The global water system is inherently complex and faces increasing dynamic and sometimes unpredictable changes linked to global-to-local economic, social and environmental changes. Increased social and biophysical resilience will need to build on enhanced understanding of biophysical and social systems undergoing rapid change. Improved societal capacity to deal with these changes need to capitalize on for example strengthened cooperation across sectors.
This report provides input into the discussions at the 2013 World Water Week in Stockholm, which is held under the theme of Water Cooperation: Building Partnerships. The editors of the report are Anders Jägerskog, Director, Knowledge Services, Stockholm International Water Institute (SIWI); Torkil Jønch Clausen, Chair, World Water Week Scientific Programme Committee, SIWI; Karin Lexén, Director, World Water Week & Prizes, SIWI; and Torgny Holmgren, Executive Director, SIWI.
"The change starts from those who are affected by the problem being around the table with those who want to experiment research and deliver options for development, sitting as equal partners." (Dr. Lindiwe Majele Sibanda)
How can the world adequately feed more than 9 billion people by 2050 in a manner that advances economic development and reduces pressure on the environment?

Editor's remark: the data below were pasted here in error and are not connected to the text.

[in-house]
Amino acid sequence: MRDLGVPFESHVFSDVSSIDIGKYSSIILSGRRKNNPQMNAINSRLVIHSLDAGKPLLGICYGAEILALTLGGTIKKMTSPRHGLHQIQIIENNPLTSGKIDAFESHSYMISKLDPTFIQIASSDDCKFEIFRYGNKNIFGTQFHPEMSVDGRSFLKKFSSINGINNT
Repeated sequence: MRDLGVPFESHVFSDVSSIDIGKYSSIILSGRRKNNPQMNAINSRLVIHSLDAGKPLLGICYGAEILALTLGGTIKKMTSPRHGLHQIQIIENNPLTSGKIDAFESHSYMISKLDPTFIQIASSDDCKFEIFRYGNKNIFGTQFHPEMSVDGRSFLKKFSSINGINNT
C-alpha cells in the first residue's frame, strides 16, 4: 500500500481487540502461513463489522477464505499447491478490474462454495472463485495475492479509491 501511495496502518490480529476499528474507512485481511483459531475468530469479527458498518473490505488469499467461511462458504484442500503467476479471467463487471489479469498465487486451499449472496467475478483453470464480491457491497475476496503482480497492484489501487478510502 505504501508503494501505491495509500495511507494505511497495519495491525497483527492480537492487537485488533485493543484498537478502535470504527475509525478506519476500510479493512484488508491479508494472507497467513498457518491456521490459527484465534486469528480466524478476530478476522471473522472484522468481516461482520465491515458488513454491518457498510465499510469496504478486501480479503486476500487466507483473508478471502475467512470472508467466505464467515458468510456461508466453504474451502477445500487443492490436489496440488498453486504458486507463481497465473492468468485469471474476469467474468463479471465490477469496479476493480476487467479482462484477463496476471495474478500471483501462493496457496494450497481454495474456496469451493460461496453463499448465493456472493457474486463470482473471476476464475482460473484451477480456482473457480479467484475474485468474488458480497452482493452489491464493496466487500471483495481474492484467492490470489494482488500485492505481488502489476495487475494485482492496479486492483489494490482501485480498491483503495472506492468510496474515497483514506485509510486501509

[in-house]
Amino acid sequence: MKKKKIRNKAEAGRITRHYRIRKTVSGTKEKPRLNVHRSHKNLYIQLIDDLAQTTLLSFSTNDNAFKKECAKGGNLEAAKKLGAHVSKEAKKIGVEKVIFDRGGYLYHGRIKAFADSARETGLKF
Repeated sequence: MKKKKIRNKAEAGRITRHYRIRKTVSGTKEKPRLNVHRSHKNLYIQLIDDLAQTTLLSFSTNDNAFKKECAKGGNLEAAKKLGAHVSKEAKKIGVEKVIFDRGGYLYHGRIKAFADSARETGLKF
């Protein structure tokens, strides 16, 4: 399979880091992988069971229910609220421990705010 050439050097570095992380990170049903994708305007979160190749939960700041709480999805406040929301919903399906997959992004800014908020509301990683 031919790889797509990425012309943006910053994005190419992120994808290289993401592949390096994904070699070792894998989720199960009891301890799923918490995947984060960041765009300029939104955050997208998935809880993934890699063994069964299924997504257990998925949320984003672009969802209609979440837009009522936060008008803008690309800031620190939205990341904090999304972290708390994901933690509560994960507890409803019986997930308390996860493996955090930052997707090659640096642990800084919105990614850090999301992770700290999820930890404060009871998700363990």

As the global population surges, dams have been increasingly adopted as a way to keep up with skyrocketing demands for water and energy.
A United Nations-backed project in Kenya is protecting forests and wildlife, as well as providing alternative livelihoods, and offers valuable lessons on how governments and the private sector can successfully work together for the betterment of communities and the environment.
At present the majority of tree planting in Africa focuses on monotypic stands of non-native species, which offer limited added value in terms of biodiversity or socioeconomic opportunities.
In the hillsides of Trinidad’s Northern Range, smallholder subsistence farming systems dominate the landscape. Pushed to this frontier by escalating pressure on low-lying agriculture lands from more urban development and a rising population, farmers continue to rely on short-term crops on the steep slopes there.